NEWS & EVENTS
NHLBI-AATS Workshop: Identifying Collaborative Clinical Research Priorities in Lung Transplantation
June 26 - 27, 2017
Bethesda, MD
Description

The National Heart, Lung, and Blood Institute (NHLBI) and the American Association for Thoracic Surgery (AATS) co-sponsored a workshop to identify clinical research priorities in lung transplant research, with a particular focus on the time from recipient selection to one year post-transplant.

Recap

Executive Summary

Purpose

The National Heart, Lung, and Blood Institute (NHLBI) and the American Association for Thoracic Surgery (AATS) co-sponsored a workshop to identify clinical research priorities in lung transplant research, with a particular focus on the time from recipient selection to one year post-transplant.

Currently, clinical outcomes following lung transplantation lag behind those achieved with transplantation of other solid organs. Despite this, lung transplantation is a relatively understudied area of research. Clinical management in lung transplantation is not well standardized in part due to lack of evidence-based treatments/management approaches.

The workshop included presentations in the areas of recipient selection, donor management, perioperative issues, and primary grant dysfunction, as well as discussion of the research gaps and priorities for lung transplantation research. The topic of chronic lung allograft dysfunction, although important, was outside the scope of this workshop. Workshop participants included thoracic surgery and pulmonary researchers, ethicists, patient advocacy group representatives, and representatives from federal agencies with a vested interest in lung transplant research. 

Recommendations

  1. Identify donor or recipient interventions that improve survival as well as quality-of-life following lung transplantation.
    1. Develop novel therapies based on donor and/or recipient endotypes to prevent primary graft dysfunction.
    2. Assess outcomes in addition to mortality. Quality of life measures and surrogate endpoints should be utilized and validated for use in lung transplant clinical studies.
    3. Determine the optimal usage of extracorporeal lung support (ECLS) in decompensating patients on the lung transplant waitlist.
       
  2. Develop improved donor and recipient assessment methods that can be used to better characterize donor-recipient interactions, expand the donor pool, and improve recipient outcomes.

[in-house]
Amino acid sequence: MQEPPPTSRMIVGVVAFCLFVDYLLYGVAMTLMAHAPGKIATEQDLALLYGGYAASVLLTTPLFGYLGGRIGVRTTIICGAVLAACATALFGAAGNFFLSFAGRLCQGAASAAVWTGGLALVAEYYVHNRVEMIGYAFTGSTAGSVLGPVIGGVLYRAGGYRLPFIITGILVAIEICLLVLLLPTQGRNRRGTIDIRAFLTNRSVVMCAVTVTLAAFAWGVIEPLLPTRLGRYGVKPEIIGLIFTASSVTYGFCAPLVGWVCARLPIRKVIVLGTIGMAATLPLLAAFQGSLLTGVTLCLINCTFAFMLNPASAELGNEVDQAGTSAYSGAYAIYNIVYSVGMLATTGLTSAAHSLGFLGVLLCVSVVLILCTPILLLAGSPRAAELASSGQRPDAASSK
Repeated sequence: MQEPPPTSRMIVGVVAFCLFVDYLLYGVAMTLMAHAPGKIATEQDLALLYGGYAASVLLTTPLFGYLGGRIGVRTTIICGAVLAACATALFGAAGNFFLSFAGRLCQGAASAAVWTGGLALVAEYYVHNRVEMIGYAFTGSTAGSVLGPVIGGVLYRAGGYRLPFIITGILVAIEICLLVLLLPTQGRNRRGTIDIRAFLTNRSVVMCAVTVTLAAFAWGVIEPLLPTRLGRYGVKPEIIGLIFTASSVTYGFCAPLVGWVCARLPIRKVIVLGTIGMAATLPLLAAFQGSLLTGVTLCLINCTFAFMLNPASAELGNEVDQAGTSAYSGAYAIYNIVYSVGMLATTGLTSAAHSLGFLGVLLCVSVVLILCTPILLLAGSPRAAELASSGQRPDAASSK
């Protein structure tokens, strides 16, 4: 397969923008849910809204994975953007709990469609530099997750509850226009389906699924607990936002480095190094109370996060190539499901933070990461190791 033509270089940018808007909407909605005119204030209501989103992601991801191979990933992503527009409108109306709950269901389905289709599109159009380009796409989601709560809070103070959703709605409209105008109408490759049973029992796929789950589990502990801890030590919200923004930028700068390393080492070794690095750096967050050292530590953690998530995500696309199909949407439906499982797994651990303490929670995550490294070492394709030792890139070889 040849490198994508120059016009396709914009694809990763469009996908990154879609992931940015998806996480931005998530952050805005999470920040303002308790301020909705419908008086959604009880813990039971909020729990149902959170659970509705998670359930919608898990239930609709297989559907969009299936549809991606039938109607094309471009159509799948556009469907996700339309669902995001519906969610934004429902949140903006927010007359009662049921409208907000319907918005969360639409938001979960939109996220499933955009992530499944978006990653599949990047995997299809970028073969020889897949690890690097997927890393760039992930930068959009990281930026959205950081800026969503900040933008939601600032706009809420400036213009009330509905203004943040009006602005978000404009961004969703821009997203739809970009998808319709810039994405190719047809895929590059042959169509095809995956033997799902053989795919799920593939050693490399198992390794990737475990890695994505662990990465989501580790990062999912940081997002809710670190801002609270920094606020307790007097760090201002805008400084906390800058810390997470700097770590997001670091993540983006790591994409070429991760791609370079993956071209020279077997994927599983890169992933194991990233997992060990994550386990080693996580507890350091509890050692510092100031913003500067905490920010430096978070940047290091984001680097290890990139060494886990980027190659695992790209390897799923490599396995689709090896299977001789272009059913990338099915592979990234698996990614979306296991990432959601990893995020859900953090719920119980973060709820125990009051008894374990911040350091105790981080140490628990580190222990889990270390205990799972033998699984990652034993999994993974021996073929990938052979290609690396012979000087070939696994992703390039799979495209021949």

1. Establish protocols that standardize intraoperative assessments, enhance the collection and biobanking of accepted and rejected donor tissues, and promote quality data entry into transplant registries across treatment centers.
    2. Develop donor and recipient risk scores and best practice guidelines to assist with donor and recipient selection.
    3. Design structured interventions with organ procurement organizations (OPOs) and donor hospitals to increase the number of lungs donated after brain and circulatory death (DBD and DCD).
       
  3. Evaluate surgical approaches and peri-operative clinical management strategies to optimize lung transplant recipient outcomes.
    1. Determine the impact of routine intraoperative ECLS compared to conventional mechanical ventilation and cardiopulmonary bypass techniques on lung transplant outcomes.
    2. Assess if certain types of lung transplant candidates may be best suited for a specific operative procedure such as single versus bilateral lung transplantation, specific incision type, or use of marginal donor lungs.
    3. Optimize peri-operative critical care of lung transplant recipients including routine use of lung protective ventilation.

NHLBI Contact

Lora Reineck, M.D., M.S.

Division of Lung Diseases, NHLBI

Lora.reineck@nih.gov (link sends e-mail)

Workshop Chair

  • Michael Mulligan, MD – University of Washington

Non-Federal Workshop Participants

  • Christian Bermudez, MD – University of Pennsylvania
  • Kevin Chan, MD – University of Michigan
  • Jason Christie, MD, MS – University of Pennsylvania
  • Duane Davis Jr, MD – Florida Hospital
  • Farhood Farjah, MD, MPH – University of Washington
  • Jeffrey Goldstein – Lung Transplant Foundation
  • Elisa Gordon, PhD, MPH – Northwestern University
  • Cynthia Gries, MD – Florida Hospital
  • Bartley Griffith, MD – University of Maryland
  • Matthew Hartwig, MD – Duke University
  • J.W. Awori Hayanga, MD, MPH – University of Pittsburgh
  • Daniel Kreisel, MD, PhD – Washington University
  • Pablo Sanchez, MD, PHD – University of Washington
  • Jonathan Singer, MD – University of California San Francisco
  • Laurie Snyder, MD – Duke University
  • Lorraine Ware, MD – Vanderbilt University
  • David Weill, MD – Weill Consulting Group
  • Michael Weyant, MD – University of Colorado
  • Timothy Whelan, MD – Medical University of South Carolina

Federal Workshop Participants

  • Sean Agbor-Enoh, MD, PhD – NHLBI
  • Neil Aggarwal, MD – NHLBI
  • James Bowman III, MD – HRSA
  • J. Matthew Craig, PhD – NHLBI
  • James Kiley, PhD – NHLBI
  • Jonah Odim, MD, PhD – NIAID
  • Lora Reineck, MD, MS – NHLBI
  • Mark Robien, MD – NIAID
  • Hannah Valantine, MD – NHLBI
  • Gail Weinmann, MD – NHLBI